He said, “If it turns out, central banks will have to shift their rate hike schedule from 2023 to 2022, not from 2023 to 2024 – and that is the risk in the bond market.
“Right now the two most important economic data points will be employment and, to a lesser extent, inflation. It was clear to the central banks that they expected inflation numbers above 2%. They think it’s only temporary so they won’t be overly excited, and I think that’s actually the right approach.
“You won’t fret if we hit 2.5% inflation for a few months in a row – that’s no big deal. For me, the real story here is how quickly employment will return. If this proves to be more resilient than the central bank base case, you will find that they are reducing or eliminating the forward lead that gets front-end rates moving as people start placing bets on an earlier rate hike. “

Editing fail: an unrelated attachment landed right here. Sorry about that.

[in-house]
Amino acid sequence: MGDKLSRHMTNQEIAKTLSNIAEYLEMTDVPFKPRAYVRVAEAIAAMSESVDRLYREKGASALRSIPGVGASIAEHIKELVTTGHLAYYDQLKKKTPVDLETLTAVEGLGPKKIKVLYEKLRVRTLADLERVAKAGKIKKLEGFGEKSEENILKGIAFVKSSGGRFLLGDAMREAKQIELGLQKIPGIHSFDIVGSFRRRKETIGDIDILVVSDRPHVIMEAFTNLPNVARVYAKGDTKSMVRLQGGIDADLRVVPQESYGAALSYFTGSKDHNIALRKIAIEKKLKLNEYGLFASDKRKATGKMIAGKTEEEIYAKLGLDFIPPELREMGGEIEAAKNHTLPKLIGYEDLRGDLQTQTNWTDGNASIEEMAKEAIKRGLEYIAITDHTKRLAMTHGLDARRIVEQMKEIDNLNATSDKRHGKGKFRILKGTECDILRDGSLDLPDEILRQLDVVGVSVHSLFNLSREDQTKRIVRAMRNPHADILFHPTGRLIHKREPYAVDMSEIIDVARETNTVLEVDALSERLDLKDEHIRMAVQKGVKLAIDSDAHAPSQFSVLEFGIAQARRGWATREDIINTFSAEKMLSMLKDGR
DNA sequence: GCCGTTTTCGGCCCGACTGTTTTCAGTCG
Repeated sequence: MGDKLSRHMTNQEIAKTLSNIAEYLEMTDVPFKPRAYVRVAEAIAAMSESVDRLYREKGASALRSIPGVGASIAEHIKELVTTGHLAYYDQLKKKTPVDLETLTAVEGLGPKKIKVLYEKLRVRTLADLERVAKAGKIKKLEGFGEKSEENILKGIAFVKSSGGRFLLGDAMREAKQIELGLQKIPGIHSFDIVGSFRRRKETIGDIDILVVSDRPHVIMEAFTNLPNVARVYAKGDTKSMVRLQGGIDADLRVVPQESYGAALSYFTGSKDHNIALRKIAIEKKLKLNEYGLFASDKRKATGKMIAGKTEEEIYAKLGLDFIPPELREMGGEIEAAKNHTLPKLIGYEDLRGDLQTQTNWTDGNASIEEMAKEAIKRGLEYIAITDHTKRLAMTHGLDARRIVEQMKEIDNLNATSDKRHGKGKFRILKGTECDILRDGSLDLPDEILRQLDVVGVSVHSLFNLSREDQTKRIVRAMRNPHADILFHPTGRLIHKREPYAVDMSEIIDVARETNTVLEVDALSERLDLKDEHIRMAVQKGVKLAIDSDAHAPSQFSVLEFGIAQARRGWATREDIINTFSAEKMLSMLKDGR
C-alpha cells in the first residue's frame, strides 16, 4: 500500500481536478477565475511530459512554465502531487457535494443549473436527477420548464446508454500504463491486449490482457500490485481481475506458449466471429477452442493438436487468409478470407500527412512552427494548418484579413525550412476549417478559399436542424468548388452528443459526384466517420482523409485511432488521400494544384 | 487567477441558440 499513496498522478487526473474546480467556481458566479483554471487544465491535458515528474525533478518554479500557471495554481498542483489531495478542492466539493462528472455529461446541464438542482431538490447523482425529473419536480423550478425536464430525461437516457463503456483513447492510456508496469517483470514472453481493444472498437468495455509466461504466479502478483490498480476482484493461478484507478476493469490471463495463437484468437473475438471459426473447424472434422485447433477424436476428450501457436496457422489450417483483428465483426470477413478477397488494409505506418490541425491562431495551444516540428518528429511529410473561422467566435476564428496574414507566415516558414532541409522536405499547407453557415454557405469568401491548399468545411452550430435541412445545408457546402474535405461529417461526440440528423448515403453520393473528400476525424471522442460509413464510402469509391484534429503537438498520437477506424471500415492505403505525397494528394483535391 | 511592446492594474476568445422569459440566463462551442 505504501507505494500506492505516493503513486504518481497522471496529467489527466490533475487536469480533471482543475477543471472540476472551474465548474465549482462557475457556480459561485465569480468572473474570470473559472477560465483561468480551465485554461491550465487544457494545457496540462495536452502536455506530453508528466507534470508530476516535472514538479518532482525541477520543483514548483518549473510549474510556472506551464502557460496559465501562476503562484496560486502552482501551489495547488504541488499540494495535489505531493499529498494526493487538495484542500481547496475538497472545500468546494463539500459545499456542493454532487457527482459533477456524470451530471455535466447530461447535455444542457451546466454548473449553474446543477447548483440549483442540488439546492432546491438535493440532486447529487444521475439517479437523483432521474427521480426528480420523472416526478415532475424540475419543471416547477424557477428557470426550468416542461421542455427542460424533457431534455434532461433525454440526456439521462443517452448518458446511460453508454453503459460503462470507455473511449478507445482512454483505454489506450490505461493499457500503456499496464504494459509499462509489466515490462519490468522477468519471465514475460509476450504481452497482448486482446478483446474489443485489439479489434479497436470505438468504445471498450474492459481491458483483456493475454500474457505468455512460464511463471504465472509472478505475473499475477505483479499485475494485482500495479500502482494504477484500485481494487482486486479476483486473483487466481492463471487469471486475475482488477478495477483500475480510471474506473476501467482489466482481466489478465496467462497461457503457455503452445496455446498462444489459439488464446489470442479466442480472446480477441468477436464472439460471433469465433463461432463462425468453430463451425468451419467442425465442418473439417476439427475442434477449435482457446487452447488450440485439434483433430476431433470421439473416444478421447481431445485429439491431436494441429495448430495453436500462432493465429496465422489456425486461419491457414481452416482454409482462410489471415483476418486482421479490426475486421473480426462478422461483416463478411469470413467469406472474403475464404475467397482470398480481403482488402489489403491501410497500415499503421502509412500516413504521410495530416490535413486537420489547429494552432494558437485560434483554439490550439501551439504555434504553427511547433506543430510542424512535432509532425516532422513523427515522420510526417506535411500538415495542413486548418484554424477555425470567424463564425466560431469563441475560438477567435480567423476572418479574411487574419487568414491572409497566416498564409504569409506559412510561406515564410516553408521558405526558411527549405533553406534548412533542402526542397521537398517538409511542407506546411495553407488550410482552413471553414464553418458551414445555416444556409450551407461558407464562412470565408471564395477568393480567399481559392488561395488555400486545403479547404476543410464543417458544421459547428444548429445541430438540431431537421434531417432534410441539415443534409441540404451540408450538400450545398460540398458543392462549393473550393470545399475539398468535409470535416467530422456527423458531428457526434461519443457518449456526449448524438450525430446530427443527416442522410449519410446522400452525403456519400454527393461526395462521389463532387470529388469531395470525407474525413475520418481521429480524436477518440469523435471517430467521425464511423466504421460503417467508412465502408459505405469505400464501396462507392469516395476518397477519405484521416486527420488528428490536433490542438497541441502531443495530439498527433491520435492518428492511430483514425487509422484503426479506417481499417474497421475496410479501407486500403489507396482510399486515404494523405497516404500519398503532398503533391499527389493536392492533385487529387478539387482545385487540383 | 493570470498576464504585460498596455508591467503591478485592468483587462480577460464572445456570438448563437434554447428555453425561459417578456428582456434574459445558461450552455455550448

D’Costa’s own view is that rate hikes will begin in late 2022. Meanwhile, if inflation rises, it holds the promise of tension – with central banks unwavering, but the bond market likely struggling to contain concerns that it could potentially spiral out of control over the level of stimulus in the economy.
For those who gamble in the bond market, especially government bonds, there is no longer a “zero chance” that inflation will fall back to that average number of 2% if it rises above 2%. Traditional economic theory suggests that overstimulation of the economy can lead to inflation. Therefore, of course, there is a certain percentage probability that it will increase further in the 3 to 4% range.